Tag Archives: Belgium

Medieval Belgium

Brussels was all shiny and wide-boulevard-ed like the European capital it was built to be, but small-town Belgium is very different. Much more like small-town Germany, in fact: very medieval. I spent a day each in Gent and Bruges, looking at pretty old buildings (though most of them in Gent are reconstructions), climbing far too many stairs to reach the top of belfries, and watching lace be made.

Gent

Gent is not exactly a tourist destination, except during its annual music festival. The town history explanations in the belfry, for instance, are only in Flemish. (Yes, German speakers can decipher Flemish with sufficient effort. But I didn’t want to give myself a headache in the morning.) So I took a tour, which mostly focused on old buildings, plus the occasional off-beat sight (check out a grafitti lane and the Design Museum toilets in the photo gallery below). I learned that Gent was once the second-largest city in Europe (in the 13th century, that is) because of its textile industry. I also made a friend from Mexico. (Credit for any photos with me in them goes to Nora!) At our guide’s suggestion, we went to the House of Alijn museum, which offers glimpses of life in past centuries and decades. It was kitschy but cute, though I thought there was too little about past centuries and too much about the different decades of the 20th century.

Gent had two highlights for me other than the views. One was Quetzal, a chocolate bar near the university that is decidedly not for tourists. (Sign of this: no English menu.) They don’t do fancy pralines, just chocolate. Pure melted chocolate at the darkness level of your choice, mixed with milk and spices. (I had super-dark chocolate with chili.) Fondue with bread or fruit. Brownies. Pieces of chocolate. I had all of the above. It was amazing. The other highlight was my lovely Couchsurfing host, Nadia. She took me to a salsa club and ensured that some of the leads she knew there danced with me! It’s been a long time since I danced salsa, and she showed me up because she was amazing. But I had fun anyway, even though my legs were tired from all that stair-climbing. Continue reading Medieval Belgium

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Beautiful Brussels, Belgium

I had two complaints about Cologne: that the city wasn’t very pretty, and that all the museums were closed. Fortunately, I headed to Brussels next. Mostly just because it was there—I didn’t really know what to expect. As it turns out, Brussels is gorgeous, with wide avenues, tons of public green spaces, and lots of old buildings. It’s reminiscent of Paris (not coincidentally). Most of the beautification of the city was done in the nineteenth century with money gathered from exploiting the Congo, so it can be a little jarring to think about history and take in the views at the same time. Nonetheless, for the combination of architecture, sights to visit, and food to eat, it’s one of my favorite cities I’ve visited.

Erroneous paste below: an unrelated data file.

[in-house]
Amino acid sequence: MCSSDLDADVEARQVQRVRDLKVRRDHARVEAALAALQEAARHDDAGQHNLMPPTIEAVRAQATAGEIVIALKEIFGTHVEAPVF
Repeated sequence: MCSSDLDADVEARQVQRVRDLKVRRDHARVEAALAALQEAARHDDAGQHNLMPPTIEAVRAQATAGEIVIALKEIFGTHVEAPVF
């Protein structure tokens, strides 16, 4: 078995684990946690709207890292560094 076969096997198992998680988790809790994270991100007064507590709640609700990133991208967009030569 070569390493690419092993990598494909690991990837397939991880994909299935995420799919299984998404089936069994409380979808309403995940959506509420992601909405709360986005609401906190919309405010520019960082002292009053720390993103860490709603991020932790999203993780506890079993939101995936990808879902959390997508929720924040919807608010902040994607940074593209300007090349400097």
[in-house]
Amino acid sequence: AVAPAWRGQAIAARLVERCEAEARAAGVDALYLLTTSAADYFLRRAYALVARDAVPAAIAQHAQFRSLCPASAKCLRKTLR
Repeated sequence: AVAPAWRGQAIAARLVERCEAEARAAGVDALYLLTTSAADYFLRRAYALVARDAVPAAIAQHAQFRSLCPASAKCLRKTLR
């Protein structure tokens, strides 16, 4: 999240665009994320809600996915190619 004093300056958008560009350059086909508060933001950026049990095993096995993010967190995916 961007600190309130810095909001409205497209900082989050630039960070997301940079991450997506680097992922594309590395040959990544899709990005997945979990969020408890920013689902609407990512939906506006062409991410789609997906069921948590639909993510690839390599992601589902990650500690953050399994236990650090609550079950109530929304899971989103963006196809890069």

My planned host had a conflict arise at the last minute, so Ashley, a fellow Fulbrighter I met in Berlin, agreed to put me up at the last minute. She also took me to an outdoor concert (at the university) on Tuesday night. It was not at all my scene (dubstep music and lots of alcohol, smoking, and weed), but it was interesting to people-watch. The students were surprisingly casually dressed (silly hats and pajamas, in some cases), but this was the French university. Ashley assured me that the Flemish university students dress up. Which brings me to another point: languages. I was ignorant going into Belgium, but it turns out there are three official languages: Flemish, French, and German. Most people in Brussels defaulted to French. Surprisingly, no one switched to English when they heard my execrable French, so I got more practice in my two days there than in my week in Paris! Bonus points for persistence (but also negative points for creepiness) go to the man who tried to pick me up on the street and who listened to me answer his questions in broken French for twenty minutes. (I’m at least perfectly clear on how to say, ‘Je suis désolée, mais non. Je ne te connais pas’ in response to repeated requests for a date, my number, etc.) Continue reading Beautiful Brussels, Belgium